“My biggest weakness is keeping my hands on the wheel,” says Jo Middleton, one of three experienced motorists we put to the test, to expose the bad driving habits parents pass on to their learner driver children.
“My mind tends to wander”, admits Ali Williams, another of the drivers we filmed sharing their motoring know-how with their offspring. And Nigel Higgins, the third driver we put to the test, adds: “Over 30 years I have amassed a huge amount of bad habits.”
Sound familiar? Like our three drivers, your driving may have improved with experience, but you are also likely to have forgotten some of the basics, lost touch with the latest road laws and developed bad habits. Worse still, you may be guilty of passing them onto your kids when they learn to drive or when they’re simply watching you from the back seat.
The good and the bad of our three guinea pigs’ driving was revealed after we filmed them taking their learner driver children out for a spin on the streets of Cardiff. What they didn’t realise was that the person sat in the back of the car with them was qualified driving instructor Nicole Fox, who was scrutinising their driving advice and road savvy, as much as their kids’ skills behind the wheel.
Nigel: “I have developed my own style of driving”
Nigel, 48, who runs the DIY Daddy blog, readily admits that he has passed on some bad habits to his daughter Emily, 20. “I hold the gear-stick too much and I spotted Emily doing this on a regular basis. I can also be guilty of not observing all the time, and on one occasion I noticed Emily looking at the houses as she was driving. This is something I do.”
Looking back over three decades behind the wheel, he says: “My driving is definitely worse, but also better. It's worse because after 30 years of driving I have developed my own style of driving. This involves habits such as not keeping both hands on the steering wheel all the time. It's better because experience has helped me to spot dangers that may happen before they do.”
Nigel’s daughter Emily said of his driving: “I think you’re driving is good and I feel safe. However, at times your directions were awful, and you didn’t look when going over roundabouts. You also had a go at me for holding the gear stick too much, but you did the same.”
Jo: “I just go for it”
Jo, 40, mother of 22-year old learner driver Beth and Slummy Single Mummy blogger, says: “I’m pretty good at the observational stuff - checking my blind spot is a bit of an obsession!”
But she admits: “I wouldn’t back myself in a theory test to know stopping distances or what all of the signs mean. I’d say my biggest weakness when it comes to driving is keeping my hands on the wheel.”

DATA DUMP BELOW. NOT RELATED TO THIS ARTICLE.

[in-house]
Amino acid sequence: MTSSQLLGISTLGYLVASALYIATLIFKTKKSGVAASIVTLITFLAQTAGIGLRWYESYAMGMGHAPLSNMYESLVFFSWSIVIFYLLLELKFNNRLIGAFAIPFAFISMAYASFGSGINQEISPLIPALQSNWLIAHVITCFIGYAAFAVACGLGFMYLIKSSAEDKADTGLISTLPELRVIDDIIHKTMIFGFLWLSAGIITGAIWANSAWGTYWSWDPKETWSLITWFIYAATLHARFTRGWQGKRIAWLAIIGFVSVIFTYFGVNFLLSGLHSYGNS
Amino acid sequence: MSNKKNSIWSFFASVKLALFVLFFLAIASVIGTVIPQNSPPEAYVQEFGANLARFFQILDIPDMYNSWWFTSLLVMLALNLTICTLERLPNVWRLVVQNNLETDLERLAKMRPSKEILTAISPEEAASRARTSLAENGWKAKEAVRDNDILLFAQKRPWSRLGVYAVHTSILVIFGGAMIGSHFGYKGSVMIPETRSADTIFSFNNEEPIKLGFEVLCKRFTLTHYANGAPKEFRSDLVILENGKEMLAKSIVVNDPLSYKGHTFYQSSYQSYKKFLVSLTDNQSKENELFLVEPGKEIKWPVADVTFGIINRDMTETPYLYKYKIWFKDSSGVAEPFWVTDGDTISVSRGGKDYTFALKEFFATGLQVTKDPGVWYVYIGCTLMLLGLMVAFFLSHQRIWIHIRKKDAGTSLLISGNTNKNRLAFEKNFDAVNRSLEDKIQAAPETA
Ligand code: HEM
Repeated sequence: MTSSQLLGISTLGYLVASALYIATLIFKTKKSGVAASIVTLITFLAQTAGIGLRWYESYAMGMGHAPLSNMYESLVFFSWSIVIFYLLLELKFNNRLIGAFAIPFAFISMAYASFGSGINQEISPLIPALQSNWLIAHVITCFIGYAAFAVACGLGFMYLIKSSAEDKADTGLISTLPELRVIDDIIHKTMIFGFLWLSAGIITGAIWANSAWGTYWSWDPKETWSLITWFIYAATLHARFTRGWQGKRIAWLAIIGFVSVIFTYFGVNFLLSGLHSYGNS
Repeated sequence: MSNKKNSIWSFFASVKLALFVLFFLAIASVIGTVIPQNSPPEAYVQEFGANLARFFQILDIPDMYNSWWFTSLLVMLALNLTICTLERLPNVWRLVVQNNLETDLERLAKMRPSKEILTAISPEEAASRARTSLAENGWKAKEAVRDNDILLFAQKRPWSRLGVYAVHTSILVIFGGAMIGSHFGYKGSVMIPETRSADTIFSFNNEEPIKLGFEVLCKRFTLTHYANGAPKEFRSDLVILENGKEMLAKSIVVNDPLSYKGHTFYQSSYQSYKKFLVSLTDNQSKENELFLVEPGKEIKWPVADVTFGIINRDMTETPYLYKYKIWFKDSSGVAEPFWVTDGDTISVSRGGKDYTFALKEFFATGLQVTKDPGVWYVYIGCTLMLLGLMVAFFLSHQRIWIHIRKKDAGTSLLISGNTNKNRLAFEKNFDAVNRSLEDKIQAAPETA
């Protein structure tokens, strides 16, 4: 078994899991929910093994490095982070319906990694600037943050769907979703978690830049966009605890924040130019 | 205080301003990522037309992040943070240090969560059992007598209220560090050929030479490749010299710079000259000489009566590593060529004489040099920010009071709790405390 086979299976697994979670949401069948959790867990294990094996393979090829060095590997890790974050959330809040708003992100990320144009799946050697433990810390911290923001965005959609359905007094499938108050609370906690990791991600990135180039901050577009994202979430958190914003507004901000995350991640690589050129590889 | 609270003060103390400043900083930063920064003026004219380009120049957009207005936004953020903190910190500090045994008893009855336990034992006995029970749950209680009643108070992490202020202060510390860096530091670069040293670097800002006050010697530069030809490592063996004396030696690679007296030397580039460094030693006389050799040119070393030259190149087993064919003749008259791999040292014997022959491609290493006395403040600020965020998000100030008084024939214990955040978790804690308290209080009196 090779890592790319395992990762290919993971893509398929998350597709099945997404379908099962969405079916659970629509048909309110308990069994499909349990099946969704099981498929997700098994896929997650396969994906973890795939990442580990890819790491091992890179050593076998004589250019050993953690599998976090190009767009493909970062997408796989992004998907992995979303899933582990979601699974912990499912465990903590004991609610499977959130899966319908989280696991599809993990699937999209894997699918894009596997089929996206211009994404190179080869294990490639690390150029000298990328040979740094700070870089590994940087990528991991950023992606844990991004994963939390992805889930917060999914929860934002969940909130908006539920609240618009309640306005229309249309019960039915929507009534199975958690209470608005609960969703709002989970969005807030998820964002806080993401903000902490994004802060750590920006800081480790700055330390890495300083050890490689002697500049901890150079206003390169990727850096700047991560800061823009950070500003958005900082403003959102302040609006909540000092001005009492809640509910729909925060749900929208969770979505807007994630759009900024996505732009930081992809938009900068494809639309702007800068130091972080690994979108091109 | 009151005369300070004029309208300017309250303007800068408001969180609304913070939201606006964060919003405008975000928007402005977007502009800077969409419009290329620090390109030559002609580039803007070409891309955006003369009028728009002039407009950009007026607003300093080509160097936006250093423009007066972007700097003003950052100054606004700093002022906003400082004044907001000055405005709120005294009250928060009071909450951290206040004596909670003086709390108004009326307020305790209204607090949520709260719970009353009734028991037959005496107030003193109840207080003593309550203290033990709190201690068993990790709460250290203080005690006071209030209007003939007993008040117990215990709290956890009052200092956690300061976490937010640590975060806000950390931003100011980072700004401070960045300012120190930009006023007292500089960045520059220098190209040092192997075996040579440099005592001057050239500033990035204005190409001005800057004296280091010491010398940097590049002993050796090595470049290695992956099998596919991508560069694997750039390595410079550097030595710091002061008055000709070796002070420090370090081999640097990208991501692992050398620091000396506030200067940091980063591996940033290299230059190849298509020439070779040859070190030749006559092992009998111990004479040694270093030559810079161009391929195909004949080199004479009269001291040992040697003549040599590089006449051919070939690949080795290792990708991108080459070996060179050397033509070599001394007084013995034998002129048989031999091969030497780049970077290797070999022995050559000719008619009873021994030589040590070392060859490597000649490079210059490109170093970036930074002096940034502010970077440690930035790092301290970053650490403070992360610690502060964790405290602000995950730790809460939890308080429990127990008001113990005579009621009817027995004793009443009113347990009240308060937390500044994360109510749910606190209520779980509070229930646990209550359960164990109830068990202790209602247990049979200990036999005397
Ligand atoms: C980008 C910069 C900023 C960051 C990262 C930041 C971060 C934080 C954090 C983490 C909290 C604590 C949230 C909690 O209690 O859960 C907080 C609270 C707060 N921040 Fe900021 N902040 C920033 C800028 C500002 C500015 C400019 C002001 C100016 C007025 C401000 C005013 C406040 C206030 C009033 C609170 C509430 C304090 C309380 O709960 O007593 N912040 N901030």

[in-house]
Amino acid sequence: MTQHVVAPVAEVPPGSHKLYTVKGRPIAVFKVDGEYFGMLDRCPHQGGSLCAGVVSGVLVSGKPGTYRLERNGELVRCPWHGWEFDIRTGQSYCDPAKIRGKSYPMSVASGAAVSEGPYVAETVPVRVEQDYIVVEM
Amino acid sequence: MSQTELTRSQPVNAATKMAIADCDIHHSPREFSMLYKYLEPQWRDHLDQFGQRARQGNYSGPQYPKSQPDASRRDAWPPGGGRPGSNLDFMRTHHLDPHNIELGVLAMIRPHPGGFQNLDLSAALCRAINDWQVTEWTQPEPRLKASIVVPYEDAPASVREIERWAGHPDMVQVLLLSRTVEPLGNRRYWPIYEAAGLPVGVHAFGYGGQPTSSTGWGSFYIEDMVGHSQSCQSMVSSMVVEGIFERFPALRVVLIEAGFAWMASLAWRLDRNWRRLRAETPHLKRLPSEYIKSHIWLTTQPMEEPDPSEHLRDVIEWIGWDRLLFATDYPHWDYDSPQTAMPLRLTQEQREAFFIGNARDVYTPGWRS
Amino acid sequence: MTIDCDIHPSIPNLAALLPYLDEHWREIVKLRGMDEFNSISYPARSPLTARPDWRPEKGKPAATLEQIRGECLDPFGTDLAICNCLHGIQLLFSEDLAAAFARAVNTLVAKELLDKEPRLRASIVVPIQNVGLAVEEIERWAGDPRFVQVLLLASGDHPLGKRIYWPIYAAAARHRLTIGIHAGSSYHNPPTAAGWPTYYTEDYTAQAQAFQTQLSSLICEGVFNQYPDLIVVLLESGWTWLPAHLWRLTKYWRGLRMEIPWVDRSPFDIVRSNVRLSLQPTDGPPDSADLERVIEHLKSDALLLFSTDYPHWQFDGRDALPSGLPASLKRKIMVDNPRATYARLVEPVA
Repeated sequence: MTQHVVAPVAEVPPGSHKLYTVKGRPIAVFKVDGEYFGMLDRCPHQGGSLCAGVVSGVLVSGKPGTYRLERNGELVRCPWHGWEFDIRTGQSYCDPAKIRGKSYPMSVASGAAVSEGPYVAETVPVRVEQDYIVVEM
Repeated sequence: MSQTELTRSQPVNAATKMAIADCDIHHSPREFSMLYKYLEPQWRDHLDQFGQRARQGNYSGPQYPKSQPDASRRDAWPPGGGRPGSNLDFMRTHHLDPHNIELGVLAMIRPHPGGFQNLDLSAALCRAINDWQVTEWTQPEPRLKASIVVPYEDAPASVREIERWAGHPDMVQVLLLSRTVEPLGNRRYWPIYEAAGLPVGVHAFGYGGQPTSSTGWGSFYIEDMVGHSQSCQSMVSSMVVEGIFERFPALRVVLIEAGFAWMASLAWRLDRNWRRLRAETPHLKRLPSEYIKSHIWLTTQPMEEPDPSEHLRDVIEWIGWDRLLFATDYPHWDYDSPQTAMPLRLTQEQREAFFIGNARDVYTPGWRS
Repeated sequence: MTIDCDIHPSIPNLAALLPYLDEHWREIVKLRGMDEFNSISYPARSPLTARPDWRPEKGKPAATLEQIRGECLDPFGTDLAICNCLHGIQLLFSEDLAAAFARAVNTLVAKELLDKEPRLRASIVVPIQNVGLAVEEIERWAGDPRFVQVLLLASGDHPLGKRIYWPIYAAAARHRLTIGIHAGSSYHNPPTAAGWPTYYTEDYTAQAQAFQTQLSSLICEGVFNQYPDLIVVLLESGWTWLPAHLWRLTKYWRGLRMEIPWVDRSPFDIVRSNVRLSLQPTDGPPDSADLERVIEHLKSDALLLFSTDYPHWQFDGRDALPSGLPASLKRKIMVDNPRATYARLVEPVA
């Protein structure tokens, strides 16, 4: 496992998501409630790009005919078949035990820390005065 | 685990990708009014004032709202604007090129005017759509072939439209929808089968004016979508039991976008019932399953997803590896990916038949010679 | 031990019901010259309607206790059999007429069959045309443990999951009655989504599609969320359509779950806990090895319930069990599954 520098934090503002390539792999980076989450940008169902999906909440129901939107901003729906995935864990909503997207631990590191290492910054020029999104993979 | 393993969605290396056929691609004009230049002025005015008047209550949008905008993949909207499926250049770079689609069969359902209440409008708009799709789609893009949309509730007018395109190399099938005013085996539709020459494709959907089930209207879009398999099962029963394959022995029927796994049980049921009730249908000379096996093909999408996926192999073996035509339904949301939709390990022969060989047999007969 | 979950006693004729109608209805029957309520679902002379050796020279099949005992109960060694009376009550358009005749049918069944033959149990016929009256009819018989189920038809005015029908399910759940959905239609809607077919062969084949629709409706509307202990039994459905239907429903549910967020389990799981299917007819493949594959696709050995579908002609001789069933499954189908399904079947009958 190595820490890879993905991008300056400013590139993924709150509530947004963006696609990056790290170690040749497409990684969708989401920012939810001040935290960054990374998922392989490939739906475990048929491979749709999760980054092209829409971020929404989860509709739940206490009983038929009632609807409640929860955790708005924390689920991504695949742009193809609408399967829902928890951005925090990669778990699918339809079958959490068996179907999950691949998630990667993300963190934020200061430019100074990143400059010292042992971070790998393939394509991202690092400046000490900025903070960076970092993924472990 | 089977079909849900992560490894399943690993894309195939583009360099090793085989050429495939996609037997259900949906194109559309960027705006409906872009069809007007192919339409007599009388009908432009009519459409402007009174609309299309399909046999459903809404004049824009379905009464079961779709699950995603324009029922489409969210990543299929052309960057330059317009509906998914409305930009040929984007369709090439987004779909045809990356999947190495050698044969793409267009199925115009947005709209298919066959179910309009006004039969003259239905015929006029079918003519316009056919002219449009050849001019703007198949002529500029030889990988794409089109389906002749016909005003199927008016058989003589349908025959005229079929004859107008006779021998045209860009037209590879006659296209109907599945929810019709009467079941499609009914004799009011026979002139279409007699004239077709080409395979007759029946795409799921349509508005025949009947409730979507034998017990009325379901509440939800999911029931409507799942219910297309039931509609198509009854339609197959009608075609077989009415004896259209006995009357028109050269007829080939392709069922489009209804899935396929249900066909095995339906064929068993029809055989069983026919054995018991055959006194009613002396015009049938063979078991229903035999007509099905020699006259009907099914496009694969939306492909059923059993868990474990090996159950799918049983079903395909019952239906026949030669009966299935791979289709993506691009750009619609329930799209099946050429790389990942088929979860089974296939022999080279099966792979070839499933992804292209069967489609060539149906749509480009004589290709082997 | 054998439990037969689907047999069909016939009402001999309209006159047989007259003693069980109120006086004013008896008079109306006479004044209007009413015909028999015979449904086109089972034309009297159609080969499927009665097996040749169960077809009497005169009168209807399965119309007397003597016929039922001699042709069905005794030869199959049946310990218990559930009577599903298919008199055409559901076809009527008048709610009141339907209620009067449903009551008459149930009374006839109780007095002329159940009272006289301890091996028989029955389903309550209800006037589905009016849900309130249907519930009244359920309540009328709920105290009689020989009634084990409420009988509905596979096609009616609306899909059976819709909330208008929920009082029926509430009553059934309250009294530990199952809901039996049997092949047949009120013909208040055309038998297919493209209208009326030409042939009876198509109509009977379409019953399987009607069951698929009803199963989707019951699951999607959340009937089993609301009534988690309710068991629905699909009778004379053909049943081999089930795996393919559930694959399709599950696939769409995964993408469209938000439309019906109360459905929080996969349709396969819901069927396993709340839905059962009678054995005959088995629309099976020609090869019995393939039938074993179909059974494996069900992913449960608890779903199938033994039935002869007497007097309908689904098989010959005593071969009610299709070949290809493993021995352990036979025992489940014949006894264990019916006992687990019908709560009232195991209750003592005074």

She adds: “I can also be a bit risky with narrow gaps sometimes, where I see something coming the other way and there is an obstruction on my side, but I just go for it!”
Beth says of her mum’s driving: “Generally I think my mum’s driving is really good, probably the best driving I know. She’s really smooth and I never feel sick.”
Ali: “My mind tends to wander”
Ali, 42, mother of 17-year-old learner driver Jordi, says: “I'm 75% better at driving than when I first passed my test. My nerves at first made me so hesitant and I hated driving. It's taken me eight years to become confident at motorway driving too.”
But the Mum In A Nutshell blogger adds: “On the flip side I'm not as vigilant all the time, my mind tends to wander which I know is not a good thing at all! I also turn the music up too loud when a song comes on which I like, so need to rein that in a little.”
Son Jordi says of Ali’s driving: “Mum’s driving is about average. She’s not a Formula One driver so I can’t rate her as good, but she’s OK and not afraid to push the accelerator”.
The instructor’s view
After observing Jo, Ali and Nigel in the car with their children, Cardiff-based driving instructor Nicole Fox has this advice for drivers:
1. For learners: Don’t focus on passing the test. Learning to drive is not about passing a test, it’s about being safe on the roads for life.
2. For new drivers: Don’t be over-confident on the roads. Confidence is good but don’t go too far the other way as over-confidence can quickly become reckless and that’s when accidents happen.
3. For parents of learners: Don’t take your kids out on the road for a lesson unless you’ve checked with their driving instructor it is ok. Trust the experts.
Parents of learners can help their children stay safe on the road – and perhaps end some of their own bad habits – with this checklist.
A modernised driving test
It’s helpful for parents to know about changes to the driving test. A revamp at the end of 2017 included new reversing manoeuvres, a requirement to follow directions from a satnav, doubling of the time driving independently to 20 minutes, and a 'show me, tell me' question while driving.
Also, a rule change in June means learners are now allowed to have lessons on 70mph roads if accompanied by an approved instructor and driving a car fitted with dual controls.
After all of that, they may be able to teach a thing or two to their more experienced parents.
To read more about road safety go to Solved.